Buñuel consciously mocks Church, State, etiquette, and civilization in general in L’Age D’or. I use the word “consciously” deliberately, because the Surrealists were supposed to be the champions of the unconscious, of art produced through automatic, unedited creation and randomness. Un Chien Andalou was completely nonsensical and carefully unplanned; the aim was to demonstrate how the human mind operates, depicting a flow of dreamlike ideas and images that the conscious mind then associates and organizes into some sort of meaning. Here, Buñuel is already moving away from the pure play of the unconscious mind in Andalou to something didactic, an art that is carefully directed by a rational intelligence. Although it might surprise the layman, the truth is that after Un Chien Andalou Buñuel never made another Surrealist film at all; he was already pioneering neo-Surrealism, free-form experimental films utilizing extensive Surrealist sequences that nevertheless exhibited the traditional conscious planning that artists everywhere had always used. He was more interested in fomenting social and political revolution that in furthering the Surrealist’s short-lived aesthetic revolution. Although his official reason for leaving the Surrealist movement in 1932 was to appease the Communists, it seems Buñuel’s muse was already too fiercely independent to allow him to play by a dogmatic set of rules. Rather than playing in a purely unconscious sandbox, or crafting his art according to the limits of the possible, he merged dreams with reality and blazed a middle path, the wild trail that weird filmmakers still follow today.
WHAT THE CRITICS SAY:
“Let us say straight off that the production is boring… This pretentious and dreary pensum has nothing to do with avant-garde art or with just plain art. The technical execution is so poor that it would elicit catcalls in the poorest film houses in our most provincial towns.”–“G.M.”, Echo de Paris (contemporaneous) (cited and translated in Ado Kyrou, Bunuel)
“Nonsensical, erotic, scandalous, revolutionary: Luis Buñuel’s surrealist masterpiece L’Âge D’Or is not for those of a nervous disposition… an exhilarating, irrational masterpiece of censor-baiting chutzpah.”–Jamie Russell, BBC
IMDB LINK: L’Age D’Or (1930)
OTHER LINKS OF INTEREST:
L’Age D’Or – There is a lot of fascinating background information in this well-researched article from the Movie Diva (Laura Boyes)
L’Age D’Or – Film (Movie) – Short commentary (by Douglas Gomery) with an extensive scholarly bibliography from the Film Reference website
L’Age D’Or, Luis Bunuel – film analysis – Darragh O’Donoghue essay on the film for Senses of Cinema (originally published in Issue 70, March 2014)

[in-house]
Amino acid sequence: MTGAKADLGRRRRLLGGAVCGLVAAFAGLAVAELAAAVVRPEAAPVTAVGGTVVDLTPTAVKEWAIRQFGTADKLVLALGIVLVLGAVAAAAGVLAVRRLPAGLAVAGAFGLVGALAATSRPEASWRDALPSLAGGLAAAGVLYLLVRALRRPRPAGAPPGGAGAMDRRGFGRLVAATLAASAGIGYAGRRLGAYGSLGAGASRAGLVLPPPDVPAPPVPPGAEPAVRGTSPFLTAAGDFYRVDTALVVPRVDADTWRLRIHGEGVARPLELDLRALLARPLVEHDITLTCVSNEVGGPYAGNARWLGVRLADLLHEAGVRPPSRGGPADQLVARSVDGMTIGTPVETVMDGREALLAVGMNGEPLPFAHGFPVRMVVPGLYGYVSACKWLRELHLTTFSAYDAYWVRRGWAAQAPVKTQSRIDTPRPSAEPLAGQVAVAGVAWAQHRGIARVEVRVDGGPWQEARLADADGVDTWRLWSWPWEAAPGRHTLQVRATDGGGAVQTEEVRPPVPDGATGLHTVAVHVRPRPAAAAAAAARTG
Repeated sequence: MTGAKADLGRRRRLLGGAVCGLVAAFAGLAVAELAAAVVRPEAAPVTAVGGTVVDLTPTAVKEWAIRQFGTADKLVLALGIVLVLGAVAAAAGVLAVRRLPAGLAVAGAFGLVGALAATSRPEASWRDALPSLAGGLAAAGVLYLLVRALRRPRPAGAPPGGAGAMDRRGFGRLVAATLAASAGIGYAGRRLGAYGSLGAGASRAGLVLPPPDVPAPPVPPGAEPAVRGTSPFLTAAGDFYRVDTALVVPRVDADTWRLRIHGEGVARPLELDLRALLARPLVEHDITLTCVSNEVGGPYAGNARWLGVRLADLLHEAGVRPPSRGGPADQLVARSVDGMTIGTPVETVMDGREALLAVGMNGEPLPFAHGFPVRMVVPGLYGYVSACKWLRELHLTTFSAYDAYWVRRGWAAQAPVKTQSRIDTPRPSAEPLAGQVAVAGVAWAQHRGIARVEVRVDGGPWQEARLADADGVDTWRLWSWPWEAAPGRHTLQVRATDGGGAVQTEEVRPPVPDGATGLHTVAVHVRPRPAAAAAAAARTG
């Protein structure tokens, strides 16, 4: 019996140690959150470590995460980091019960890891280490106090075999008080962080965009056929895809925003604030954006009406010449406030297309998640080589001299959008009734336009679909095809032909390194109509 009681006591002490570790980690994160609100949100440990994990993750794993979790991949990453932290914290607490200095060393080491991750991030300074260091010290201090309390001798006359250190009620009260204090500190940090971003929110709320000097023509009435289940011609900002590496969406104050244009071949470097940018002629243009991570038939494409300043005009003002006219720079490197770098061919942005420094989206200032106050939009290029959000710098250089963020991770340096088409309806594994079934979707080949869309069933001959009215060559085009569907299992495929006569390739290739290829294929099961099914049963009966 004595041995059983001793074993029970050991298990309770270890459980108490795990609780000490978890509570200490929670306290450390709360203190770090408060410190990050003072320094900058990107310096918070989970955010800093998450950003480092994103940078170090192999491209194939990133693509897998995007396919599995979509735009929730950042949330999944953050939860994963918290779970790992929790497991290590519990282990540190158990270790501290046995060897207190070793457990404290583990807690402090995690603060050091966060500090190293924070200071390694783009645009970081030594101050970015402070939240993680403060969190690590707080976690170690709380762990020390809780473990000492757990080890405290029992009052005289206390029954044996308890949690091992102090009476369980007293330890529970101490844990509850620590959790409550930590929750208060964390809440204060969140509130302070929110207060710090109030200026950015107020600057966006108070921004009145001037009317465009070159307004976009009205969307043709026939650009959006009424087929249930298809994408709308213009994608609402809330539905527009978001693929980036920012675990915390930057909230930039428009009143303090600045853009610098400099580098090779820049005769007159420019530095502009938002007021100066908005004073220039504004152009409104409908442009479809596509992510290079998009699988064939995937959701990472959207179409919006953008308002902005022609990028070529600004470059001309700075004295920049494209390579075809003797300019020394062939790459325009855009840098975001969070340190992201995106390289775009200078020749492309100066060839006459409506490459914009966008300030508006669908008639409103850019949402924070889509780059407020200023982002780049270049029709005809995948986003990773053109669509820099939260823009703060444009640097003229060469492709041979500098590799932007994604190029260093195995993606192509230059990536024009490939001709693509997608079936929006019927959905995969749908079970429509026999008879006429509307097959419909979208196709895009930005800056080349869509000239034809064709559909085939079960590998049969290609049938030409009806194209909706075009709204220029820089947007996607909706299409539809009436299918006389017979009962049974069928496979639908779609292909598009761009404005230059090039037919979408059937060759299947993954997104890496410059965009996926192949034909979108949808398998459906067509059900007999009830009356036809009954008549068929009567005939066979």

L’Age D’Or | BFI – Some basic information at the British Film Institute’s L‘Age D’Or page, including a link to see which directors and critics voted for the film in the famous “Sight and Sound” poll (would you be surprised to see Guy Maddin‘s name there?)
LIST CANDIDATE: L’AGE D’OR – Otto Black’s original review of the movie for this site
L’Age d’or (BFI Film Classics) – Paul Hammond’s monograph on the film for the British Film Institute’s “Classics” series
Luis Buñuel – Ado Kyrou’s analytical biography contains only a short segment on L’Age D’or, but it helps to fix the film in the context of Buñuel’s life work
DVD INFO: While Un Chien Andalou is only available on DVD in the US in a poor transfer (admittedly with very good special features), the situation is somewhat better in regards to L’Age D’Or thanks to Kino Lorber, who snapped up the rights and put out a good-looking restored version on disc (buy). The extras are an (incomplete) Buñuel filmography and a (short) stills gallery. The commentary by author-filmmaker Robert Short receives generally poor reviews; it’s pompous, the narration drops out for long sections, and Short fails to provide some appropriate background information (such as failing to mention Max Ernst’s appearance).
The film is also available digitally on-demand (buy or rent digital copy).
- Later in the film, we actually see a man walking through a park with a large stone on his head, walking past a statue with an identical rock perched on its dome. This stone hat is probably one of the few Dali ideas that made it into the film, as we see similar visuals crop up in his later paintings, and also in Destino. [↩]
- Buñuel leaves one taboo in place: he shies away from hinting at the homosexual depravities of de Sade’s story, omitting mention of the boy victims. This is likely due to the auteur’s well-documented homophobia rather than to a desire to spare French sensibilities. [↩]